The best business advice, opinion, news and expertise in Greater Manchester and further afield.

Monday, 16 May 2011

Who Cares?



By Chris Fletcher - Director of Policy, Research & External Affairs & Deputy Chief Executive of Greater Manchester Chamber of Commerce

Last week the BBC released the results of a survey looking at how spending on social care will be impacted following the cuts announced in the Government’s spending review.

The survey found that adult social care spending in the North will fall by an estimated 4.7%, whilst in the South it will rise by 2.7%.

That wasn’t the total picture, however, as only about two thirds of all Councils responded and due to some of the complexities around funding allocations, some of the figures were “skewed”. In response, the Government has acknowledged that reform of the system is needed to ensure continuing affordable and sustainable funding for care and support for all adults in the future.

So, what has this got to do with business?

My response: A lot more than you’d think.

I recently attended a meeting of the Chamber’s Care Sector Council made up of Chamber members representing the ten local authorities in Greater Manchester who all run care or residential homes. Whilst there are a number of different types of home and care provision, they all shared one thing in common…….they were all businesses.

They employ staff, they have to watch their costs, battle against increasing energy bills and get to grips with there not just being less money in the system, but some fundamental changes to the system itself. Oh, and also look after those people they have been trusted to care for.

Martin Clark, the Chair of the Sector Council, sums up the issue succinctly: “Within the ten Greater Manchester Councils, all appear to be making cuts to the Adult and Social Care budgets, as well as raising eligibility criteria and increasing charges to customers to use services.

“Independent and voluntary care providers are being told there is no money available to increase the amounts they are given to provide care, even though they face inflationary increases in their operational costs, and an increase in dependency of the people they care for. Some providers have had to fight to even sustain their previous funding with Council officials asking them to accept cuts in their funding, whilst still acknowledging that the costs to provide care have gone up.”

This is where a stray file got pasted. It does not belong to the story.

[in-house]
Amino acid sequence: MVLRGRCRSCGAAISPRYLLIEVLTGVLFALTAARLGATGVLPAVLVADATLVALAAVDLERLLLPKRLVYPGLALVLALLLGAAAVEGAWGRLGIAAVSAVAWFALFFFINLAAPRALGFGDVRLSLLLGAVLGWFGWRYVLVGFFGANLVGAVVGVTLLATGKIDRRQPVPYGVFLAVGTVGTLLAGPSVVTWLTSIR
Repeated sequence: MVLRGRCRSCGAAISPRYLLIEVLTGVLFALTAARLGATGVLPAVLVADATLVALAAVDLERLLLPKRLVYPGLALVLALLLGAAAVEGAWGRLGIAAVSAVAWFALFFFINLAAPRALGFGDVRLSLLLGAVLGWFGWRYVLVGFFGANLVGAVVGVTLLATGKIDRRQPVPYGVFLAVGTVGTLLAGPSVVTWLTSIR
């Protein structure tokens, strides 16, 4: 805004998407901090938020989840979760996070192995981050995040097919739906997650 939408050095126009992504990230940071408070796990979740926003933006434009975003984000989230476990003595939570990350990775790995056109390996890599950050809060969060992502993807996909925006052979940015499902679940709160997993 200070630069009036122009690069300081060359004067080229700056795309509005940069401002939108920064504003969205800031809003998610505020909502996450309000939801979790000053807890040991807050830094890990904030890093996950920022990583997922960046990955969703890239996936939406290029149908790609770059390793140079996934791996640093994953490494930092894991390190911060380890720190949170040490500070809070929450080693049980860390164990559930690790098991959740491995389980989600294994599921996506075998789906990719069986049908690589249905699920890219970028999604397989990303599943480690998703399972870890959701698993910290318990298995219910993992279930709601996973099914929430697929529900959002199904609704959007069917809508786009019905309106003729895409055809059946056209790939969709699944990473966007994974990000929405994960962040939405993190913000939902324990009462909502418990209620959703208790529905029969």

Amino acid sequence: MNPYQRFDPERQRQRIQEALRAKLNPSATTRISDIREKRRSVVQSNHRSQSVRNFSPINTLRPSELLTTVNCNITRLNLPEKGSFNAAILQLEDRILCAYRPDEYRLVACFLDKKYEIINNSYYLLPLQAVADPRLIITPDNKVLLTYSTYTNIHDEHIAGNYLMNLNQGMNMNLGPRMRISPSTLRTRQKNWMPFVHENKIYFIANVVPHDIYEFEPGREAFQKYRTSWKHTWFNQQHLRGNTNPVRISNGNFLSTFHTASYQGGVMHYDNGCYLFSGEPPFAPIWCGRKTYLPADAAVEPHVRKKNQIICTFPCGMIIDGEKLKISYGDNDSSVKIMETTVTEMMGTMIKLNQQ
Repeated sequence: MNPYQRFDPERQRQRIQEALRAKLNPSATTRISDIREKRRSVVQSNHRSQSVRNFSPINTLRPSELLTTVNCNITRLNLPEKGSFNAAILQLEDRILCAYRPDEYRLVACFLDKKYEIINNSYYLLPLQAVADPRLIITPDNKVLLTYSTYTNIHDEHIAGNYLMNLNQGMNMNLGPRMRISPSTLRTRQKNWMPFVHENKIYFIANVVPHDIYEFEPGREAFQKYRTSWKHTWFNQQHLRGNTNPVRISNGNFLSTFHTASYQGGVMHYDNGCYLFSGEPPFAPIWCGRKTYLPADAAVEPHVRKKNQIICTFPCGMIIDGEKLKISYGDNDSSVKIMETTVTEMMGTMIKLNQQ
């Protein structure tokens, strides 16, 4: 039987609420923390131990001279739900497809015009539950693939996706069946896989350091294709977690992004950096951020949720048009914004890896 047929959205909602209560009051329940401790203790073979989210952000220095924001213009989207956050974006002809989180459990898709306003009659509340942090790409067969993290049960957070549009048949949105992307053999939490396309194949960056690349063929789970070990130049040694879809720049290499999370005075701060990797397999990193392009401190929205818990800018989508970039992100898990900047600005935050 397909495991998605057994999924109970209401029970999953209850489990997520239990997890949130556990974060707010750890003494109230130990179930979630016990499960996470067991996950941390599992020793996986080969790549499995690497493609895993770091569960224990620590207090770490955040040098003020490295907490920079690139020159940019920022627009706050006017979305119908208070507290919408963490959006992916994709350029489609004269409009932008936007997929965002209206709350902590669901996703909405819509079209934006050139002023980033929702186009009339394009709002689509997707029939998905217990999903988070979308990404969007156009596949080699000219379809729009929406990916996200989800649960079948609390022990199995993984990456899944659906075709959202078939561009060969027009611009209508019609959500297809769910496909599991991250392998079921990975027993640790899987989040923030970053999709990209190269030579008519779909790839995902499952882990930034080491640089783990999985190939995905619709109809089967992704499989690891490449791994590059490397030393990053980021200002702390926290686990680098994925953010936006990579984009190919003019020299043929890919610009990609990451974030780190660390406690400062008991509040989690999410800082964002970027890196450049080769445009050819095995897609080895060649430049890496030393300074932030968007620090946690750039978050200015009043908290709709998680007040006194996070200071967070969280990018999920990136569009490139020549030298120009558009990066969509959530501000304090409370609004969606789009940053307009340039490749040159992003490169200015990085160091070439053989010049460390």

That, I suppose, is the real challenge with this sector – people just assume that all they do is “look after old people” totally oblivious that they feel the strain of economic issues and changes in government policy like any other business, sometimes even more so.

Whilst I’m no expert in care and admire anyone working in this sector, what I can do and what I can make sure the Chamber does, is start to put things on an equal footing so that this important sector gets recognised and treated as it should. Faced with ever increasing financial cuts and rising prices, they cannot as easily expand as other businesses, so they really do have to watch every penny. The landscape that the sector operates in is changing and coming under real scrutiny from both central and local government. At times it must feel like they are in a vice.

So who cares? Well there are a number of people that care passionately and face every day, 24/7, not just the battles that all businesses face, but also the extra pressures of looking after residents or people in need. In uncertain times, they have to offer a sure service.

I think that’s something we should all care about.

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